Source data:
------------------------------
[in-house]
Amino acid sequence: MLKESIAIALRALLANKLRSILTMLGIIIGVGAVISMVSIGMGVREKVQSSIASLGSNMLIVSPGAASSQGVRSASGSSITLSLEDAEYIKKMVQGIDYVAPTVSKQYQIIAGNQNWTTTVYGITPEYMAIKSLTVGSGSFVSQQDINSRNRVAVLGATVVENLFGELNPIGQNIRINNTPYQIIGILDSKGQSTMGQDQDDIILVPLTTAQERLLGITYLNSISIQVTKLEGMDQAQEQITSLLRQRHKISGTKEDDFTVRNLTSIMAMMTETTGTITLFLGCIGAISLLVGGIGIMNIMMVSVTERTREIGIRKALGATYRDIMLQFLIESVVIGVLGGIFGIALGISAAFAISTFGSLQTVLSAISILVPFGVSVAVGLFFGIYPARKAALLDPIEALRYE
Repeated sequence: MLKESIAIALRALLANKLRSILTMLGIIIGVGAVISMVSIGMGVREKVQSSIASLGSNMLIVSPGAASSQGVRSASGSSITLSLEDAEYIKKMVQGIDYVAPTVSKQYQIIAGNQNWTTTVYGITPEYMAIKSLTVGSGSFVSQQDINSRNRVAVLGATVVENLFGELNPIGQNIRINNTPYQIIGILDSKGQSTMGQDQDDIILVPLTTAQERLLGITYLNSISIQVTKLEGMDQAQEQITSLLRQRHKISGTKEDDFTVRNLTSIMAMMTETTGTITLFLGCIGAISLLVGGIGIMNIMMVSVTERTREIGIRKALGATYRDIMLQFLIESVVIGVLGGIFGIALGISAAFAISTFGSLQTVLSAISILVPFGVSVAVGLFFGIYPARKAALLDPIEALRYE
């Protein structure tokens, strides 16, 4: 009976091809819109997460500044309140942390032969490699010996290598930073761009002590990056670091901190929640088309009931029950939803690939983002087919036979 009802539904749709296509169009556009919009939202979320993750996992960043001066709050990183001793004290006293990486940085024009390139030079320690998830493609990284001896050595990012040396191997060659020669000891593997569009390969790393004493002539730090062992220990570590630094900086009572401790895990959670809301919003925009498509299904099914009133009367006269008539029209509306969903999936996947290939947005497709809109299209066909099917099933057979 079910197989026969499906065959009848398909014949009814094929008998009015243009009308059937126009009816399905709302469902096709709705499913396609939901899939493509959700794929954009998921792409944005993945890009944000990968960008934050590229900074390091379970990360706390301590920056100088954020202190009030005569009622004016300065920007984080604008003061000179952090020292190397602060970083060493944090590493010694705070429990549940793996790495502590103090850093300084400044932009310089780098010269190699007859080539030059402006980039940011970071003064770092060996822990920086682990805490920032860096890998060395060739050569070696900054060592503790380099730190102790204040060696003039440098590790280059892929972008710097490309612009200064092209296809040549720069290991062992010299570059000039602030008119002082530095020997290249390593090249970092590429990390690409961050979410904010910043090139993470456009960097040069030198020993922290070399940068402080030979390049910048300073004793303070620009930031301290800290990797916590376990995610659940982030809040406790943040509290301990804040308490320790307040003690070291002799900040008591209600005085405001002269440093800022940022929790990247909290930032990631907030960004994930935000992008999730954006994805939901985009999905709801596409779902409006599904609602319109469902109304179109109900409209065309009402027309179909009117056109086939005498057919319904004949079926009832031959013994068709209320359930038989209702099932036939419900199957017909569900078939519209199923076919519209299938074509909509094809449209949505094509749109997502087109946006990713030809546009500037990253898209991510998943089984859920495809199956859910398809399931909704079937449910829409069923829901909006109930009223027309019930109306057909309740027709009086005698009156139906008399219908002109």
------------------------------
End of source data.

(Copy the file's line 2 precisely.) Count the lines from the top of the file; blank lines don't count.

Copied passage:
Amino acid sequence: MLKESIAIALRALLANKLRSILTMLGIIIGVGAVISMVSIGMGVREKVQSSIASLGSNMLIVSPGAASSQGVRSASGSSITLSLEDAEYIKKMVQGIDYVAPTVSKQYQIIAGNQNWTTTVYGITPEYMAIKSLTVGSGSFVSQQDINSRNRVAVLGATVVENLFGELNPIGQNIRINNTPYQIIGILDSKGQSTMGQDQDDIILVPLTTAQERLLGITYLNSISIQVTKLEGMDQAQEQITSLLRQRHKISGTKEDDFTVRNLTSIMAMMTETTGTITLFLGCIGAISLLVGGIGIMNIMMVSVTERTREIGIRKALGATYRDIMLQFLIESVVIGVLGGIFGIALGISAAFAISTFGSLQTVLSAISILVPFGVSVAVGLFFGIYPARKAALLDPIEALRYE